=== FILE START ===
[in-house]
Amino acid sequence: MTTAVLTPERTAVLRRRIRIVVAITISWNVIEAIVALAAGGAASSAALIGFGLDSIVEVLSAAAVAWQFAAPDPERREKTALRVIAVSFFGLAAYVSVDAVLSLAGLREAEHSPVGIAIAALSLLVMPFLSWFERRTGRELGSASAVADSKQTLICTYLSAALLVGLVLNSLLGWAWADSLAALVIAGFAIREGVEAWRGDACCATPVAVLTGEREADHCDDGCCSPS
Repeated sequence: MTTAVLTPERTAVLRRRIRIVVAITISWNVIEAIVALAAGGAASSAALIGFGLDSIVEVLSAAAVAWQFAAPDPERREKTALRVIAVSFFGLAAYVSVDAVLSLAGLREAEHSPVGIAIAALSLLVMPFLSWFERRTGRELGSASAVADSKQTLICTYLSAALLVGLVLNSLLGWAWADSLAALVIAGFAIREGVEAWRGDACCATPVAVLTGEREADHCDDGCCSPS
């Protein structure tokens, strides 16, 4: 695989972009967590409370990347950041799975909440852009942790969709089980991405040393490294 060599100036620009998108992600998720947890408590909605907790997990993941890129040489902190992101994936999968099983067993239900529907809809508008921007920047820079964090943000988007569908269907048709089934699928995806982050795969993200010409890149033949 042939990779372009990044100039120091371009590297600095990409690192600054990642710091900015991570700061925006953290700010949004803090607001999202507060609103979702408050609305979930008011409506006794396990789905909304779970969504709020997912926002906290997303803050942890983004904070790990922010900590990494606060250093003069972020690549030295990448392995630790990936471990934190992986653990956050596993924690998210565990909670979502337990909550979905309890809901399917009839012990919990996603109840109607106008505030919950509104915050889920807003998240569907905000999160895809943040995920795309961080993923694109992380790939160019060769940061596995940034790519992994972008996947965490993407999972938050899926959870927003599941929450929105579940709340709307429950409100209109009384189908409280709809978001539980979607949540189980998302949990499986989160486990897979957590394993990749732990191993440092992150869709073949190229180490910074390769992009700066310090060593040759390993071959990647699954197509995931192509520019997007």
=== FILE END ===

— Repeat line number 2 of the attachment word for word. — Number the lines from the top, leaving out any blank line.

Amino acid sequence: MTTAVLTPERTAVLRRRIRIVVAITISWNVIEAIVALAAGGAASSAALIGFGLDSIVEVLSAAAVAWQFAAPDPERREKTALRVIAVSFFGLAAYVSVDAVLSLAGLREAEHSPVGIAIAALSLLVMPFLSWFERRTGRELGSASAVADSKQTLICTYLSAALLVGLVLNSLLGWAWADSLAALVIAGFAIREGVEAWRGDACCATPVAVLTGEREADHCDDGCCSPS